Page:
Wednesday, August 22, 2007

Meeting writers: what's the etiquette?

In 1967, humourist Paul Jennings recounted attending a literary soiree where the presence of T.S. Eliot was the main attraction. 'In this room there should be the beating of eagles' wings. All the available poets in London are here, and there are some who have come in specially from Greek islands.' As he awaits the moment when he and his wife will be introduced to Eliot, Jennings ponders - 'Soon it will be our turn. What shall I say? You have formed my soul?'

I have yet to meet a writer who may have formed my soul. But I have met a few, and the problem of what to say is always there.

For me it all started in around 1967. I liked the Roger Moore Saint TV show, probably the first adult TV I ever watched, so I was excited when my dad said we were going to meet 'the man who writes The Saint books', one of his MENSA buddies. However, this was not Leslie Charteris, a somewhat exotic fellow who had 'prospected for gold, fished for pearls, worked in a tin mine and on a rubber plantation, toured England with a carnival, and [driven] a bus.' Rather, it was a man who collected music boxes, lived near Eastbourne, and had adapted some of the TV scripts for paperback publication. As a six-year-old I had little to say under these circumstances, so moment of tongue tied embarassment for both of us ensued.

Between then and now, I've crossed paths with authors a few times. These have rarely been memorable encounters (though I was apparently the first person to ask Hal Duncan for an autograph outside of an official signing event, and I did, heroically, manage to ask Paul Cornell a non-Doctor-Who question at a round table discussion.)

What approach should one take when meeting writers? I'd like to avoid
- producing the author's complete oeuvre for signing
- asking absurdly detailed questions, such as 'on page 148 of the second volume of the Gryphiad, Volus has a poniard but in the previous chapter he had a dagger - is this a clue to the fate of Ardrad?'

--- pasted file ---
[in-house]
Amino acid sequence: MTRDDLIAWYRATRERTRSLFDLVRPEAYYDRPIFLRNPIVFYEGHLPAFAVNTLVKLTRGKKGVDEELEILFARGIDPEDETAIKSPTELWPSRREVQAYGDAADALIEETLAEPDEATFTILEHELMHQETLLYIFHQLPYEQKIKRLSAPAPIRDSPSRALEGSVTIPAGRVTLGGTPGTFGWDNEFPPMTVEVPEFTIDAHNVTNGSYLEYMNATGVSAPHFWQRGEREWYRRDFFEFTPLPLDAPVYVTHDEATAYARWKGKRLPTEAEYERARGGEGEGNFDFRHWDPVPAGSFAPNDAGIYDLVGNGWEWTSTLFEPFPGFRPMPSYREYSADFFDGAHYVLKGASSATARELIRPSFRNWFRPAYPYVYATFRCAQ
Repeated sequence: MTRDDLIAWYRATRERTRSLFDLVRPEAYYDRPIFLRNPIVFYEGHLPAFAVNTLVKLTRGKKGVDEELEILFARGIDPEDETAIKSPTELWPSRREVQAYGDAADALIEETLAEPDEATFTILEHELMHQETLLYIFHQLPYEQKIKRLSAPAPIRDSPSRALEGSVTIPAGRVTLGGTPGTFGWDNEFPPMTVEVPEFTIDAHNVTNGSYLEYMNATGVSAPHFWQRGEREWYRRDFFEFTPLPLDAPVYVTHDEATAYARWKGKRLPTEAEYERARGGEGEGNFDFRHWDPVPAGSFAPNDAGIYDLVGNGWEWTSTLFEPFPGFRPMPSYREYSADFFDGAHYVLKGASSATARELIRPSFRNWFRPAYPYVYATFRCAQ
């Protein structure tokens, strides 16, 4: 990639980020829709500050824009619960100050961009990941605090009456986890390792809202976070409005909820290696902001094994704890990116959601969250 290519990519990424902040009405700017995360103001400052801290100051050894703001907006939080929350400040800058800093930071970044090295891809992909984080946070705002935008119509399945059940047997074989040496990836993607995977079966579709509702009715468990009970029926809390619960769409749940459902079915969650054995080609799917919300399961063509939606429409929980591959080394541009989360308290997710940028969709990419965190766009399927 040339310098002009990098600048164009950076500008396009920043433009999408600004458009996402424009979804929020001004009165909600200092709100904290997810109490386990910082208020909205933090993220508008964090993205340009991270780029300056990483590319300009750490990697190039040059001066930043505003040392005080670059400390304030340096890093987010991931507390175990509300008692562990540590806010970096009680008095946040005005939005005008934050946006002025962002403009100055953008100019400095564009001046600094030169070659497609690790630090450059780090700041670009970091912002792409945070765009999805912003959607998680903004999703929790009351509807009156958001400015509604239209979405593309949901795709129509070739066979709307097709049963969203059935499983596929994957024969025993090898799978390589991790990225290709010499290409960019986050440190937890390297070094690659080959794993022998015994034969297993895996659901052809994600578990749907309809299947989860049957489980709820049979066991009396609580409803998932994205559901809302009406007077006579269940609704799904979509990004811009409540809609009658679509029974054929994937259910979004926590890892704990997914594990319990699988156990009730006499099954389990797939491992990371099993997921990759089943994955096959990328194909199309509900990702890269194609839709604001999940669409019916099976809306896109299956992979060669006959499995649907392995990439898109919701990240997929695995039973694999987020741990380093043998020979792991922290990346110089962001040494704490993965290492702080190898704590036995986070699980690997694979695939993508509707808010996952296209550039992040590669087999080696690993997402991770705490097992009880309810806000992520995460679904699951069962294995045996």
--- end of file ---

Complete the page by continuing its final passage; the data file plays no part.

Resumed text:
- coming across as over-friendly, eg blurting out an invitation for our families to go on holiday together
- making it seem all business - 'just sign the damn book, I'm going to sell it on Amazon (but I might wait until you're dead to bump up the value.) So no need to personalise it...'

I suppose none of the folks I've mentioned are household names. I did find myself standing next to Terry Pratchett at a bar once. Now many's the time I've heard people discussing Discworld stuff that is to me completely opaque, or (worse) listened to memorised passages being declaimed with humorous intent. I am not able to participate in this kind of thing. Had I spoken to Mr Pratchett (who, being admirably generous with his time, would I'm sure have responded) back then all I could have said would have been 'Hey Terry, I read a couple of yours once, can't remember much about them - is your recent stuff any good?' So I didn't bother and concentrated on catching the barmaid's eye instead. But! Having read a recent interview in Interzone, I would have something to say to the hat-wearing fan favourite! Turns out he too admires the work of Paul Jennings, a relatively forgotten humorous writer who wrote a column in The Observer in the 1950 and 1960s. (See what I did there?) Perhaps I could have started a conversation about Jennings' poetic flights of fancy. Did he remember "How to Spiel Halma" , Resistentialism, the Submerged Log Company? How about "The Dwarfs of Birmingham"? We could have had one of those annoyingly opaque-to-non-cognoscenti conversations, maybe even declaimed memorised passages... Perhaps next time.


Theology Jen said...

Maybe you could get the Far-Seeing Beaming One to give you Mr Pratchett's number.

Mister Roy said...

Jen refers to Jennings' 1956 piece 'The Standing-To Star', when translating 'the German instructions in London telephone boxes' without the aid of a dictionary, he conceives of the Far-Speaking Beaming One (Fernsprechbeamtin) as 'a placid, fair-haired, semi-mythical Teutonic figure, a kind of Telephone Queen, deep in some German forest'. More prosaicaly, it actually means 'telephone operator', but I agree with Jennings that it is better not to know mere German, but instead to stumble 'on to a marvellous allegory, in which archetypes from deep in the European, nay, the human, subconscious...move to a mazy music through our municipal life.'

Friends who sometimes struggle with the marking of incomprehensible essays that may resemble half-understood languages may take heart from the possibilities offered when 'our minds recoil from dismissing it as meaningless; we accept it as a human message, even if we have to distort it into our own terms.'